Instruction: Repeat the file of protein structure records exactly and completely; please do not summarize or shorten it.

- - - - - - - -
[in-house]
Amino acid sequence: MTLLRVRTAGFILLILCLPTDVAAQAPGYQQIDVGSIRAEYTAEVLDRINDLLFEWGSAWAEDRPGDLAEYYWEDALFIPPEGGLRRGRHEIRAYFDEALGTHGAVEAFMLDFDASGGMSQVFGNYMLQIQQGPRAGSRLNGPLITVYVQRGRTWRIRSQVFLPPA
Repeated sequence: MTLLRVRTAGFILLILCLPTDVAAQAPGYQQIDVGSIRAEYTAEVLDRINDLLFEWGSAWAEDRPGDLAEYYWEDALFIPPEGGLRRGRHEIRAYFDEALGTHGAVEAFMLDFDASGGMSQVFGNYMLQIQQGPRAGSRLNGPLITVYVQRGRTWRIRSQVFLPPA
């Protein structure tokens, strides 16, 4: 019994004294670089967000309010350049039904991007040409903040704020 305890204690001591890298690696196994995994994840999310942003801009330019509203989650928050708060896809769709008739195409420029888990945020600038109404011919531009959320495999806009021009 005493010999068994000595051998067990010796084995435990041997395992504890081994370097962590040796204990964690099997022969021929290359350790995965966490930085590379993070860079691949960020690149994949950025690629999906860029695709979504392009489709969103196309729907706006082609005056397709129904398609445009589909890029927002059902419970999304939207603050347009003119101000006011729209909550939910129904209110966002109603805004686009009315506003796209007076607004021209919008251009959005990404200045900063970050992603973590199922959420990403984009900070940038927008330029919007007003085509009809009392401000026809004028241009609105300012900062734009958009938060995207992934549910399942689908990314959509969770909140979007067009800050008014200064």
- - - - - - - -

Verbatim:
[in-house]
Amino acid sequence: MTLLRVRTAGFILLILCLPTDVAAQAPGYQQIDVGSIRAEYTAEVLDRINDLLFEWGSAWAEDRPGDLAEYYWEDALFIPPEGGLRRGRHEIRAYFDEALGTHGAVEAFMLDFDASGGMSQVFGNYMLQIQQGPRAGSRLNGPLITVYVQRGRTWRIRSQVFLPPA
Repeated sequence: MTLLRVRTAGFILLILCLPTDVAAQAPGYQQIDVGSIRAEYTAEVLDRINDLLFEWGSAWAEDRPGDLAEYYWEDALFIPPEGGLRRGRHEIRAYFDEALGTHGAVEAFMLDFDASGGMSQVFGNYMLQIQQGPRAGSRLNGPLITVYVQRGRTWRIRSQVFLPPA
């Protein structure tokens, strides 16, 4: 019994004294670089967000309010350049039904991007040409903040704020 305890204690001591890298690696196994995994994840999310942003801009330019509203989650928050708060896809769709008739195409420029888990945020600038109404011919531009959320495999806009021009 005493010999068994000595051998067990010796084995435990041997395992504890081994370097962590040796204990964690099997022969021929290359350790995965966490930085590379993070860079691949960020690149994949950025690629999906860029695709979504392009489709969103196309729907706006082609005056397709129904398609445009589909890029927002059902419970999304939207603050347009003119101000006011729209909550939910129904209110966002109603805004686009009315506003796209007076607004021209919008251009959005990404200045900063970050992603973590199922959420990403984009900070940038927008330029919007007003085509009809009392401000026809004028241009609105300012900062734009958009938060995207992934549910399942689908990314959509969770909140979007067009800050008014200064």